Crying, the act of weeping, usually accompanied with tears; but this term is more generally ap-plied to the squaring of infants.
It is remarkable, that the first symptoms of human lite are uniformly those of loud cries : hence, superstitious persons are apt .to imagine that such are the prognostics of future misery. Those who reflect upon the previous situation of the new-born, who is now surrounded by a different element, and placed in a much colder temperature, may easily account for this natural phenomenon. Instead, therefore, of being alarmed by those plaintive expressions, we ought to rejoice; because they indicate expanded lungs, and vital action In a similar manner, ju-dicious persons will consider the frequent and almost instinctive cries of children, as they advance in age, unless arising from accidental and obvious causes. The conduct of those mothers, who from an excess of tenderness, and of those nurses, who from too much officiousness, exert their utmost endeavours to relieve the cla-morous noise of infants (often by the most absurd and pernicious, means), equally deserve to be cen-sured. Admitting that in some, nay, in many cases, it proceeds from a concealed pain, yet experience has sufficiently evinced, that these very cries alleviate, and often totally remove, such painful sensations as are produced by flatulency, gripes, etc. Nevertheless, when children continue in an un-easy state for a considerable time, violently drawing their legs towards their belly, we may conclude that they are afflicted with colic pains ; or, if they suddenly move' their hands and arms to their face, while crying, we may attribute it to difficult teething; and, if other morbid symptoms accompany these loud complaints, especially if repeated at certain periods of the day, we ought, in such cases, by no means to .neglect them, but endeavour to ascertain the efficient causes.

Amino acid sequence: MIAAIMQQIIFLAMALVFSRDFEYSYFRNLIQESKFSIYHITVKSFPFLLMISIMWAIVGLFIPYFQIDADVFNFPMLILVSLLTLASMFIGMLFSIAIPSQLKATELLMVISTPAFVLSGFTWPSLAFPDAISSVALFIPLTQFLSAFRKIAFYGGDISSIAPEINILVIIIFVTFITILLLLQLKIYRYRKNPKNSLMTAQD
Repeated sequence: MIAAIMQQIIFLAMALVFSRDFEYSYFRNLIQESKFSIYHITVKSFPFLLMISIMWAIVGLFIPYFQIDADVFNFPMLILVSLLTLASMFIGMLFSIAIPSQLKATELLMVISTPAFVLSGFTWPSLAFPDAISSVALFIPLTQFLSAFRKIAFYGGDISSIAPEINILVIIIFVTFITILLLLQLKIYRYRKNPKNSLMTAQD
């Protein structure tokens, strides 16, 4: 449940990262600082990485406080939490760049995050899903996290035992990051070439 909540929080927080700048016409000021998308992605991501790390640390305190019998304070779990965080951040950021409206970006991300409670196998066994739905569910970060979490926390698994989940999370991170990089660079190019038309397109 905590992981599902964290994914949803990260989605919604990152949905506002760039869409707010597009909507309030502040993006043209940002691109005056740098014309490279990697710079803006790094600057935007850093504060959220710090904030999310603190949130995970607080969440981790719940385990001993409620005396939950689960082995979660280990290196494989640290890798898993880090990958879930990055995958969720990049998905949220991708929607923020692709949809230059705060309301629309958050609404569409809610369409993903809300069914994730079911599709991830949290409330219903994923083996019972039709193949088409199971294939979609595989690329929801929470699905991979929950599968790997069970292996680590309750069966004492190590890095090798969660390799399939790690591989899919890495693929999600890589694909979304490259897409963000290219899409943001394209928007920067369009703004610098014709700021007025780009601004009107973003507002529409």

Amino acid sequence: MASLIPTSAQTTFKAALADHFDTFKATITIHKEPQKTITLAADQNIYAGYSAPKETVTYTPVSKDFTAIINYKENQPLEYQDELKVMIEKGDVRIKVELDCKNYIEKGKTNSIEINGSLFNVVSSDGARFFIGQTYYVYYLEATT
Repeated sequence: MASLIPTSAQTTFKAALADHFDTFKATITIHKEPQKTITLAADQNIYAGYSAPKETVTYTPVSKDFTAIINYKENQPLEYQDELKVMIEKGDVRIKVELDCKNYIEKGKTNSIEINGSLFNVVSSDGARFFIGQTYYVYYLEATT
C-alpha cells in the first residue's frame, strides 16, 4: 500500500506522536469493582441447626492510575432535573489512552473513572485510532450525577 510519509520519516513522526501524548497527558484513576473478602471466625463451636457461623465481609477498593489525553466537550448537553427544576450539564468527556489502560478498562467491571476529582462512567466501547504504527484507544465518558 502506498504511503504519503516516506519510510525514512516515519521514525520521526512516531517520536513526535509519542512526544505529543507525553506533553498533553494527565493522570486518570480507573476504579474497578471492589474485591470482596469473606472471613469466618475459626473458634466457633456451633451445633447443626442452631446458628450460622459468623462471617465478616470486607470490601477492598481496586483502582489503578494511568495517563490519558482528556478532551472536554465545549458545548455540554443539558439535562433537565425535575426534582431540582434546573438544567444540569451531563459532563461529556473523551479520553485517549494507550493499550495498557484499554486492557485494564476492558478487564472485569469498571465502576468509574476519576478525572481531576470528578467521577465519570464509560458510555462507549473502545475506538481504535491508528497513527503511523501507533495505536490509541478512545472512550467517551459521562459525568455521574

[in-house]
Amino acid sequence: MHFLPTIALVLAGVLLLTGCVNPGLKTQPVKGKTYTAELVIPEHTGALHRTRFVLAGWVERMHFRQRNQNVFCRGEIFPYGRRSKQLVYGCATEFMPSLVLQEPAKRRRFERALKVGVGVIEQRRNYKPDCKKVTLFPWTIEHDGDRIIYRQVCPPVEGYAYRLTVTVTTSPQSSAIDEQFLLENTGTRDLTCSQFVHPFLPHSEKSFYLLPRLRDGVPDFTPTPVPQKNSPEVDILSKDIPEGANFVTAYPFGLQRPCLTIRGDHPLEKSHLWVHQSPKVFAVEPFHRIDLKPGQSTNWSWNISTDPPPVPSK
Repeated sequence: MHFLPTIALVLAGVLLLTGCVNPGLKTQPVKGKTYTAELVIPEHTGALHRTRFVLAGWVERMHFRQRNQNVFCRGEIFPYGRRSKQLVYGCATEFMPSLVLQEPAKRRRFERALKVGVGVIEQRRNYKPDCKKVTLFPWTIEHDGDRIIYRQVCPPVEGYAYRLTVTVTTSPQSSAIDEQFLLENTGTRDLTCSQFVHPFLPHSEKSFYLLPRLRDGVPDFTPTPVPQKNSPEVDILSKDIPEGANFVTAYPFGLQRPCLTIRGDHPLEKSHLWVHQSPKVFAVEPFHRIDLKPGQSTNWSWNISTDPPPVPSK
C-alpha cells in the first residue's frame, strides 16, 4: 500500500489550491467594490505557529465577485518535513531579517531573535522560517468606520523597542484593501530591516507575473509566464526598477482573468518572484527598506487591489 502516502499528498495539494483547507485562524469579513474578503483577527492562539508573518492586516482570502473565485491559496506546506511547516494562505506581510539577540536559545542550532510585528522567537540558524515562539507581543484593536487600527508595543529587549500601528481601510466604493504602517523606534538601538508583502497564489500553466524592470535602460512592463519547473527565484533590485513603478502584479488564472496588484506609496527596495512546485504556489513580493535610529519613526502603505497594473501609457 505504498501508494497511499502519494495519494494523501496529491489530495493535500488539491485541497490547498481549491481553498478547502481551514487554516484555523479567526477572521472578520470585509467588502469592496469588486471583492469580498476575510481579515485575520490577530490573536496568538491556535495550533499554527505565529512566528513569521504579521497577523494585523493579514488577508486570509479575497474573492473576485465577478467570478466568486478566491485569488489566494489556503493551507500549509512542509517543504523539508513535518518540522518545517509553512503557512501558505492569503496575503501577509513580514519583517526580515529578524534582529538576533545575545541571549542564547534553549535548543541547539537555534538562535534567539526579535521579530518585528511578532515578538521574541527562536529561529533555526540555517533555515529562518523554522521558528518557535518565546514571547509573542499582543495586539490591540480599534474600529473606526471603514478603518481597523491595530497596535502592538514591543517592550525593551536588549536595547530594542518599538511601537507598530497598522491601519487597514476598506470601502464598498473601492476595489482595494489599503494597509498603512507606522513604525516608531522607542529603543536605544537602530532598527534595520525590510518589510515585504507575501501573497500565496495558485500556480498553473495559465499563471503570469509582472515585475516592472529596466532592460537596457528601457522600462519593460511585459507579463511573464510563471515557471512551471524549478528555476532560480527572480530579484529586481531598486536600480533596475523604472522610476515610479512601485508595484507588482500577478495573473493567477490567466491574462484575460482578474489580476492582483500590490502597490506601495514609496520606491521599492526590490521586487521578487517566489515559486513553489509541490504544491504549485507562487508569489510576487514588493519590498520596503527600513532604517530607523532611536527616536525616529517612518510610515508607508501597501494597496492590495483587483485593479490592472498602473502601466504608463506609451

Hunger is frequently assigned as a motive for crying, but it is not always really so; the latter is the sole language of infants, by which they manifest all their sensations and wants. If they cry without
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intermission, it may be considered as an indication of the return of appetite, and they ought to be sa tisfied either by the breast, or other means; but, If they vociferate quickly and abruptly, it may be reasonably supposed to proceed from a sense of pain. Circum stances of this nature claim the most diligent attention of mothers and nurses. We therefore earnestly enjoin them, particularly the former, to study the exact distinction of the different sounds expressed by their infants ; as the result of such inquiries would greatly enable the medical assistant to ascertain, with more precision, the true cause of infantine diseases.